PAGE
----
opted for a new shop layout and additional equipment to move the
vehicles through the paint shop faster.

First, the Motts moved the paint booths to
a location that would allow them to be converted to drive-through
booths. Second, they looked for a way to add one more booth in
the future, which is what led to the idea of installing all of
the spraybooth mechanicals outside the building.

The air makeup units were installed on the
building’s roof, and duct work was added to attach them to the
booths. The exhaust fans were located outside the building, too,
and were connected to the paint booths with underground ducting.

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During the construction, the floor was torn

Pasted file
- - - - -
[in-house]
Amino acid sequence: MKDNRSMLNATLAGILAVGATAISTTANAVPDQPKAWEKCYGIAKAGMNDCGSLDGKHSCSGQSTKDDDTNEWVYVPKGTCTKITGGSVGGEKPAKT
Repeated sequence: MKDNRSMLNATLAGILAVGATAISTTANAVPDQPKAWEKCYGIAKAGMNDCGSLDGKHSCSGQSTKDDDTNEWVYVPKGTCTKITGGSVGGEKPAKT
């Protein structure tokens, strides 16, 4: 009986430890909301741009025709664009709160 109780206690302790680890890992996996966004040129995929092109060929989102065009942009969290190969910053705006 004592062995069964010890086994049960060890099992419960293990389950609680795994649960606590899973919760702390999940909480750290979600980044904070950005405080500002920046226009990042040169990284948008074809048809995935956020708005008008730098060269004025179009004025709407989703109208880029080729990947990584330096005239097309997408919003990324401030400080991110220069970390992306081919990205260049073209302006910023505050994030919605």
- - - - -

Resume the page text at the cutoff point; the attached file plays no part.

up and dirt was removed, in some areas 6 feet below grade. The
four paint booths were installed next to each other with as little
as 2 inches between them, allowing space for a future booth without
expanding the physical size of the building.

To prepare the cars for the paint booths,
nine prep stations were installed. As in most prep stations, the
air can be recirculated when doing sanding operations or exhausted
to the outside when painting, priming or sealing. Each station
also has its own surrounding curtain wall to separate work spaces
and to confine contaminants to the protected area.

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Where the Computer Comes In

All the prep stations are completely controlled
by a computer, and all their vital functions are run by a computer
– meaning exact control of accuracy, along with off-site monitoring.